Matriux was first released in 2009 under code name “lithium” and then followed by versions like “xenon” based on Ubuntu. Matriux “Krypton” then followed in 2011 where we moved our system to Debian. Other versions followed for Matriux “Krypton” with v1.2 and then Ec-Centric in 2012. This year we are releasing Matriux “Leandros” RC1 on 2013-09-27 which is a major revamp over the existing system.
Matriux arsenal is divided into sections with a broader classification of tools for Reconnaissance, Scanning, Attack Tools, Frameworks, Radio (Wireless), Digital Forensics, Debuggers, Tracers, Fuzzers and other miscellaneous tool providing a wider approach over the steps followed for a complete penetration testing and forensic scenario. Although there are were many questions raised regarding why there is a need for another security distribution while there is already one. We believed and followed the free spirit of Linux in making one. We always tried to stay updated with the tool and hardware support and so include the latest tools and compile a custom kernel to stay abreast with the latest technologies in the field of information security. This version includes a latest section of tools PCI-DSS.
Matriux is also designed to run from a live environment like a CD/ DVD or USB stick which can be helpful in computer forensics and data recovery for forensic analysis, investigations and retrievals not only from Physical Hard drives but also from Solid state drives and NAND flashes used in smart phones like Android and iPhone. With Matriux Leandros we also support and work with the projects and tools that have been discontinued over time and also keep track with the latest tools and applications that have been developed and presented in the recent conferences.
Features (notable updates compared to Ec-Centric):
- Custom kernel 3.9.4 (patched with aufs, squashfs and xz filesystem mode, includes support for wide range of wireless drivers and hardware) Includes support for alfacard 0036NH
- USB persistent
- Easy integration with virtualbox and vmware player even in Live mode.
- MID has been updated to make it easy to install check http://www.youtube.com/watch?v=kWF4qRm37DI
- Includes latest tools introduced at Blackhat 2013 and Defcon 2013, Updated build until September 22 2013.
- UI inspired from Greek Mythology
- New Section Added PCI-DSS
- IPv6 tools included.
Another great looking distro based on Debian Linux. I am a great fan of Greek Mythology, (their UI was inspired by it), so I like it already.
DEFT Linux is a GNU / Linux live for free software based on Ubuntu , designed by Stefano Fratepietro for purposes related to computer forensics ( computer forensics in Italy) and computer security. Version 7.2 takes about 2.5 GB.
The Linux distribution DEFT is made up of a GNU / Linux and DART (Digital Advanced Response Toolkit), suite dedicated to digital forensics and intelligence activities. It is currently developed and maintained by Stefano Fratepietro, with the support of Massimo Dal Cero, Sandro Rossetti, Paolo Dal Checco, Davide Gabrini, Bartolomeo Bogliolo, Valerio Leomporra and Marco Giorgi.
The first version of Linux DEFT was introduced in 2005, thanks to the Computer Forensic Course of the Faculty of Law at the University of Bologna. This distribution is currently used during the laboratory hours of the Computer Forensics course held at the University of Bologna and in many other Italian universities and private entities.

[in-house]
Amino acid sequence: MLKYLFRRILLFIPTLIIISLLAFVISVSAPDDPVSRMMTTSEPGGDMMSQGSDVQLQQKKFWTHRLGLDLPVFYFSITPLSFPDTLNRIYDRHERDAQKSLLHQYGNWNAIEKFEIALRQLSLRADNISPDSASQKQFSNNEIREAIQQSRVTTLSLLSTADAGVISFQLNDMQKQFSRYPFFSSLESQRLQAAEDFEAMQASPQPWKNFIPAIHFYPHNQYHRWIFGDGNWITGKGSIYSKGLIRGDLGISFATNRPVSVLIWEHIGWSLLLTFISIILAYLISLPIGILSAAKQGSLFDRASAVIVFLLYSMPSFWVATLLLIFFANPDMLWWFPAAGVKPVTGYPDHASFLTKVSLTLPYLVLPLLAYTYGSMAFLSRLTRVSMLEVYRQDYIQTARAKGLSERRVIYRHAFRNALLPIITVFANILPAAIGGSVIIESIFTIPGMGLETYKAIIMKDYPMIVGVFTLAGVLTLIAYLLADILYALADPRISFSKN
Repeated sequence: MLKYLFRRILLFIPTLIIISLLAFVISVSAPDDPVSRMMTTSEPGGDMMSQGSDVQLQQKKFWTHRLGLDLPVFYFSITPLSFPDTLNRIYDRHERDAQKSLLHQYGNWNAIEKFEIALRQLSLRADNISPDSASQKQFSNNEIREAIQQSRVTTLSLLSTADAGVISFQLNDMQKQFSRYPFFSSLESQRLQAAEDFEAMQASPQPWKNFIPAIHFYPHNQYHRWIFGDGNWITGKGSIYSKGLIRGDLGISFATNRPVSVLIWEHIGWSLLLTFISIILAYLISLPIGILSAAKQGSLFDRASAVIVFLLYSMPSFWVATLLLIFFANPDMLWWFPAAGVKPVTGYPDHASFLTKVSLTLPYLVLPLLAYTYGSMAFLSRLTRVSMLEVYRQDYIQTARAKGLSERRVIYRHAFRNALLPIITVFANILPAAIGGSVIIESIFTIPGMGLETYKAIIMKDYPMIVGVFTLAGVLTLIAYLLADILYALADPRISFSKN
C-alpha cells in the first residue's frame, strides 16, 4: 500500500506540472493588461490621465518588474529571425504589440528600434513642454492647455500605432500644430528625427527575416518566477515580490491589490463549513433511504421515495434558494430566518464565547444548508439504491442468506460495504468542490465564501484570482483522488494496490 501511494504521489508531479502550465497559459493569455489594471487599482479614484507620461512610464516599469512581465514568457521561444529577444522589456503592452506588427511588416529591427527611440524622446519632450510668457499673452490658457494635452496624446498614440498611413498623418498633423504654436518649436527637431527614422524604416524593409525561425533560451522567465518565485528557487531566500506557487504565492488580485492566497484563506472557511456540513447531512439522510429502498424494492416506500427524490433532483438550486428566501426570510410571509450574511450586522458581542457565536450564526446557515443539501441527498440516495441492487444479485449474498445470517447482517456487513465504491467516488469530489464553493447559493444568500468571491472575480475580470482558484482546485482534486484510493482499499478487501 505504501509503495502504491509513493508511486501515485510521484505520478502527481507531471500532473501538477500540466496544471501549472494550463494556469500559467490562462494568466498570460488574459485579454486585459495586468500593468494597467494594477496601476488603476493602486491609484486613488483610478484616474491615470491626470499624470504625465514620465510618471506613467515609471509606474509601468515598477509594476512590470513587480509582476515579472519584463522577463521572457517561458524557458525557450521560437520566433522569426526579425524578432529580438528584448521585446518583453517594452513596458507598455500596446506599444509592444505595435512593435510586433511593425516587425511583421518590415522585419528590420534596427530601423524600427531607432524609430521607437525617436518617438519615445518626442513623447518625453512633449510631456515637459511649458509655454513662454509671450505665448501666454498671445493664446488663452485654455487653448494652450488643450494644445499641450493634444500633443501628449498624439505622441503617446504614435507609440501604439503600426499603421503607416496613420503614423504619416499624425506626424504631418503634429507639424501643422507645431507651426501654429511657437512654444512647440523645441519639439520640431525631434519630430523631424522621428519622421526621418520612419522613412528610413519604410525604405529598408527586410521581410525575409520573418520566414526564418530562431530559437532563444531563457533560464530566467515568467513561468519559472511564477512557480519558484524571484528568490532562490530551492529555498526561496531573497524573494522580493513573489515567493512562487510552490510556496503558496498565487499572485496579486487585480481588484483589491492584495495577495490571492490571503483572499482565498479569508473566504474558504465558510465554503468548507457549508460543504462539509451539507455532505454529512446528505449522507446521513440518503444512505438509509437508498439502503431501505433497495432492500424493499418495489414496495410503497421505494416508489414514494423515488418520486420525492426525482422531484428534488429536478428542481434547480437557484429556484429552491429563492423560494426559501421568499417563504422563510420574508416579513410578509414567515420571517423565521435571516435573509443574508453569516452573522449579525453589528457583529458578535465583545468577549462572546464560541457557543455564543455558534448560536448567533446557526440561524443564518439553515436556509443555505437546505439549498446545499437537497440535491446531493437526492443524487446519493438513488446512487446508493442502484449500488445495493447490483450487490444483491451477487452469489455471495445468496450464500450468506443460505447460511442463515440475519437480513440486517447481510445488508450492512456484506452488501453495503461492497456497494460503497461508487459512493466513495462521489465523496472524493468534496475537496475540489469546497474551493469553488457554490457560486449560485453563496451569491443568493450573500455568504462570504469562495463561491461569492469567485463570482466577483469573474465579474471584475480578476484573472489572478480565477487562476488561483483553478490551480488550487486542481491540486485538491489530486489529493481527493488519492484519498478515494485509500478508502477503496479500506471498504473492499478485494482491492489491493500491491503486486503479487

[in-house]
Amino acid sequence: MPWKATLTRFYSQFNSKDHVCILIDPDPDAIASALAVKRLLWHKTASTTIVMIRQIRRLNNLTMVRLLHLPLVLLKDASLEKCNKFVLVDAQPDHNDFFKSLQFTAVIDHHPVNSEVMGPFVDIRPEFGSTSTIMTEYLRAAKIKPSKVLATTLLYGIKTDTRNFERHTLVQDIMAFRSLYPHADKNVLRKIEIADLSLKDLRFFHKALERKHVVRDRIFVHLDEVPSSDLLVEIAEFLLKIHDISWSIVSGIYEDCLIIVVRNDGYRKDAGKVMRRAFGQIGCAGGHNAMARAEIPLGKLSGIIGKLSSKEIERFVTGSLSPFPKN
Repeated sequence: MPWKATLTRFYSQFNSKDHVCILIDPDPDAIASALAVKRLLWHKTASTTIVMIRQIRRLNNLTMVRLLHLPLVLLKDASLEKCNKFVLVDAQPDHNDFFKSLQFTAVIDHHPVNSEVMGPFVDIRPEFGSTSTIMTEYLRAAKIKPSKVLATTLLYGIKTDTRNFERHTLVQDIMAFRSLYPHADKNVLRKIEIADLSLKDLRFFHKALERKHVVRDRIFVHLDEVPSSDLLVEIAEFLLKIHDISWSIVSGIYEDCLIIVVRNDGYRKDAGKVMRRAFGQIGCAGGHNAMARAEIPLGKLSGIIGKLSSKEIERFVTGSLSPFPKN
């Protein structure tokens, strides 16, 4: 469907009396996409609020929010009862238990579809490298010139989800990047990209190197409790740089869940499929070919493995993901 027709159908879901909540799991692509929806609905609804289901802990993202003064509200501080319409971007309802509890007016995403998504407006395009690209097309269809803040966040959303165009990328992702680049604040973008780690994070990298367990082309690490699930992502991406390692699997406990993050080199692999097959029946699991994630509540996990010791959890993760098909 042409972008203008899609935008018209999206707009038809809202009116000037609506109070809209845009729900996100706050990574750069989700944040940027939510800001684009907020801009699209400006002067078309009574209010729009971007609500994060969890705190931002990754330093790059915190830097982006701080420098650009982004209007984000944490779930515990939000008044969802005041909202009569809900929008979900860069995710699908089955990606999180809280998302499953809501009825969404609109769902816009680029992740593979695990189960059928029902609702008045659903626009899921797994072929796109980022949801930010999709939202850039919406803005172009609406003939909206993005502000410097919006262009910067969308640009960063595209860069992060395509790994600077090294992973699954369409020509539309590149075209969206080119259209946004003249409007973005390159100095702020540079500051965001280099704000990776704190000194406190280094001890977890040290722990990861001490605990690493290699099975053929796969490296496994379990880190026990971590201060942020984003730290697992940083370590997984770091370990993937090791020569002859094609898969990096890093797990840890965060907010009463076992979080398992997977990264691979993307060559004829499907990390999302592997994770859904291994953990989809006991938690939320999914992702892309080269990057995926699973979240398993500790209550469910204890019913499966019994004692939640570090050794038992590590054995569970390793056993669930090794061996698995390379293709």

It is also one of the main solutions employed by law enforcement agencies during computer forensic investigations.
In addition to a considerable number of linux applications and scripts, Deft also features the DART suite containing Windows applications (both open source and closed source) which are still viable as there is no equivalent in the Unix world.
Since 2008 is often used between the technologies used by different police forces, for today the following entities (national and international) We are using the suite during investigative activities
- DIA (Anti-Mafia Investigation Department)
- Postal Police of Milan
- Postal Police of Bolzano
- Polizei Hamburg (Germany)
- Maryland State Police (USA)
- Korean National Police Agency (Korea)
Computer Forensics software must be able to ensure the integrity of file structures and metadata on the system being investigated in order to provide an accurate analysis. It also needs to reliably analyze the system being investigated without altering, deleting, overwriting or otherwise changing data.
There are certain characteristics inherent to DEFT that minimize the risk of altering the data being subjected to
analysis. Some of these features are:
- On boot, the system does not use the swap partitions on the system being analyzed
- During system startup there are no automatic mount scripts.
- There are no automated systems for any activity during the analysis of evidence;
- All the mass storage and network traffic acquisition tools do not alter the data being acquired.
You can fully utilize the wide ranging capabilities of the DEFT toolkit booting from a CDROM or from a DEFT USB stick any system with the following characteristics:
- CD / DVD ROM or USB port from which the BIOS can support booting.
- CPU x86 (Intel, AMD or Citrix) 166 Mhz or higher to run DEFT Linux in text mode, 200Mhz to run
DEFT Linux in graphical mode;
- 64 Mbytes of RAM to run DEFT Linux in text mode or 128 Mbytes to run the DEFT GUI.
DEFT also supports the new Apple Intel based architectures
All in all, it looks and sounds like a purpose build Distro that is being used by several government bodies. Most of the documents are in Italian but translations are also available. It is based on Ubuntu which is a big advantage as you can do so much more. Their documentation is done in a clear an professional style, so you might find it useful. Also if you speak Italian, I guess you already use/used it.